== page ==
19. 19. Bolt tightening using impact wrench Source: AISC19 Dr. N. Subramanian
  20. 20. Turn-of-the nut Tightening In the American practice, 1/3 turn of the nut is prescribed for bolt length less than 4 d, 1/2 turn of the nut for bolt lengths from 4 to 8 d or 200 mm and 2/3 turn of the nut for bolt lengths greater than 8 d or 200 mm, where d is the diameter of bolt (Salmon and Johnson, 1996). The bolts are tensioned using 1/8 turn increments.20 Dr. N. Subramanian
  21. 21. Behaviour of bolt-Turn-of- the-nut Method21 Dr. N. Subramanian In this method the bolt deformation is a critical factor
  22. 22. Direct Tension Indicator Tightening  There are two types of proprietary load – indication devices.  The first type of device indicates the load by producing a measurable change in gap between the nut and the gripped material.22 Dr. N. Subramanian
  23. 23. Direct Tension Indicator Tightening (cont)  In the second type, the bolt is tightened by turning a nut, which has a protruding nib; the tightening is continued till the nib shears off.23 Dr. N. Subramanian
  24. 24. Calibrated Wrench tightening  Wrenches are calibrated by tightening, in a hydraulic tension-measuring device, using a minimum of three bolts of the same diameter.  Impact wrenches are set to stall when the prescribed bolt tension is reached. A click sound can be heard and felt when the set torque is reached.  Manual torque wrenches have a torque indicating device, using which the torque required to produce the initial tension is measured.24 Dr. N. Subramanian
  25. 25. Advantages of Bolted connections  Bolted connections offer the following advantages over riveted or welded connections:  Use of unskilled labour and simple tools  Noiseless and quick fabrication  No special equipment/process needed for installation  Fast progress of work  Accommodates minor discrepancies in dimensions  The connection supports loads as soon as the bolts are tightened (in welds and rivets, cooling period is involved).  Main drawback of black bolt is the slip of the joint when subjected to loading25 Dr. N. Subramanian
  26. 26. Load-Deformation Behaviour of Different Types of Fasteners26 Dr. N. Subramanian
  27. 27. Advantages of HSFG Bolts  HSFG bolts do not allow any slip between the elements connected, especially in close tolerance holes, Thus they provide rigid connections.  Because of the clamping action, load is transmitted by friction only and the bolts are not subjected to shear and bearing.  Due to the smaller number of bolts, the gusset plate sizes are reduced.  Deformation is minimized.  Holes larger than usual can be provided to ease erection and take care of lack-of-fit. However note that the type of hole will govern the strength of the connection.  Noiseless fabrication, since the bolts are tightened with wrenches.27 Dr. N. Subramanian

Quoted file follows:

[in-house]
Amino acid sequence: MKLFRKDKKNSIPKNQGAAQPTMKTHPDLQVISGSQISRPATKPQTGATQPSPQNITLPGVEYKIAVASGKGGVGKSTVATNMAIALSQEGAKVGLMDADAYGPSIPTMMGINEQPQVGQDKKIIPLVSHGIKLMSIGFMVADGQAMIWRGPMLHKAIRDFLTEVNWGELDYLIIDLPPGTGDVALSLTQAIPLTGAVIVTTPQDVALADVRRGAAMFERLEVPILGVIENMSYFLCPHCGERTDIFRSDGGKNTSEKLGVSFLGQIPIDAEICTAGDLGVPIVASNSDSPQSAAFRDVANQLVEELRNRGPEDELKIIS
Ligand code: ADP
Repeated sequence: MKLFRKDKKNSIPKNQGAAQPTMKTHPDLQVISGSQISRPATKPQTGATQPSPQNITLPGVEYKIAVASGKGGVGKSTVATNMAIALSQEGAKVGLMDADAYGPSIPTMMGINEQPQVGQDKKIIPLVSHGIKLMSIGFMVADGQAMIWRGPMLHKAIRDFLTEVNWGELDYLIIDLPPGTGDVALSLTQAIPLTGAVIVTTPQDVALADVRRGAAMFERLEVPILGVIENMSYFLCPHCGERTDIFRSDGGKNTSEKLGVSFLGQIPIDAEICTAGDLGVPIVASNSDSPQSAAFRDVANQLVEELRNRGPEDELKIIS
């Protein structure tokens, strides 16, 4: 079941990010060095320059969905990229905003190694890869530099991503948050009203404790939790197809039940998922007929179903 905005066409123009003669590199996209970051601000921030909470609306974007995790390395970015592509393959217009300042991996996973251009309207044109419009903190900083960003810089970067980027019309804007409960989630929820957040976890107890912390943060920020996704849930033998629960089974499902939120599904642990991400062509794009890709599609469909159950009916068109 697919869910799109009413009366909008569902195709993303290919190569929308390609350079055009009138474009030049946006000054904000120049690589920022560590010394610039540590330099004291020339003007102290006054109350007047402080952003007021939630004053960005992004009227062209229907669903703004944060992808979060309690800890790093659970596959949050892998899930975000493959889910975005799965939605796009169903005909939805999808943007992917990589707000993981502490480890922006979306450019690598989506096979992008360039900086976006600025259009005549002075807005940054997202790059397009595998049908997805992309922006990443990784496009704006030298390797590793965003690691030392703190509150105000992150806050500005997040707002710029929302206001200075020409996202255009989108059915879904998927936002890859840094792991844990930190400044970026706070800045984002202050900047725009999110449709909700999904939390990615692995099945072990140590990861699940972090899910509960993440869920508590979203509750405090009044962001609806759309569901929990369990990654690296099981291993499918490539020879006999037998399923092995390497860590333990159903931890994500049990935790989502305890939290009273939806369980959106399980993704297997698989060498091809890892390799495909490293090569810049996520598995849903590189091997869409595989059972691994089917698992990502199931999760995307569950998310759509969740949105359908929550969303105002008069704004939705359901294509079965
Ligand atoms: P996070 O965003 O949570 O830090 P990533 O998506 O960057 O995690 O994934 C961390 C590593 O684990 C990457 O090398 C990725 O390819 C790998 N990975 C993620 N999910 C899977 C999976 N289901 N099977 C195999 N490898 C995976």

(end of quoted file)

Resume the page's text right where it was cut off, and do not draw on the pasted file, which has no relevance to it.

28. 28. Advantages of HSFG Bolts  The possibility of failure at the net section under the working loads is eliminated.  Since the loads causing fatigue will be within proof load, the nuts are prevented from loosening and the fatigue strength of the joint will be greater than in welded/connections.  Since the load is transferred by friction, there is no stress concentration in the holes.  Unlike riveted joints, few persons are required for making the connections.  No heating is required and no danger of tossing of bolt. Thus safety of the workers is enhanced.  Alterations, if any (e.g. replacement of defective bolt) is done easily than in welded connections.28 Dr. N. Subramanian
  29. 29. Drawbacks of HDFC Bolts  Bolting usually involves a significant fabrication effort to produce the bolt holes and associated plates or cleats.  Special procedures are required to ensure that the clamping actions required for preloaded friction-grip joints are achieved.  The connections with HSFG bolts may not be as rigid as a welded connection.  HSFG bolts are about 50% higher than black bolts  The percentage elongation at failure is 12% only.29 Dr. N. Subramanian
  30. 30. Bolt Holes  Bolt holes are usually drilled.  IS: 800 allows punched holes only in materials whose yield stress (fy) does not exceed 360 MPa and where thickness does not exceed (5600/fy) mm.  Bolt holes are made larger than the bolt diameter to facilitate erection.  Oversize holes should not exceed 1.25d or (d+8) mm in diameter, where d is the nominal bolt diameter in mm.  Slotted hole [provided to accommodate movements) should not exceed 1.33d in length (for short slotted hole) and 2.5 d in length (for long slotted hole).30 Dr. N. Subramanian
  31. 31. Pitch, Staggered holes & Gauge The edge distance should be sufficient for bearing capacity and to provide space for bolt head, washer and nut. A minimum spacing of 2.5 times the nominal diameter of the fastener is specified in the code to ensure that there is sufficient space to tighten the bolts, to prevent overlapping of the washers and to provide adequate resistance to tear-out of the bolts.31 Dr. N. Subramanian
  32. 32. Bolt Dia, Pitch & Edge Distances as per IS 80032 Dr. N. Subramanian
  33. 33. Gauge Distances for bolts as per SP-133 Dr. N. Subramanian
  34. 34. Note on IS Rolled Sections Bolting is often poorly executed:  Shank gets bent due to tapered flange  To avoid it use Tapered washers (IS 5372/IS 5374)34 Dr. N. Subramanian
  35. 35. THANK YOU!35 Dr. N. Subramanian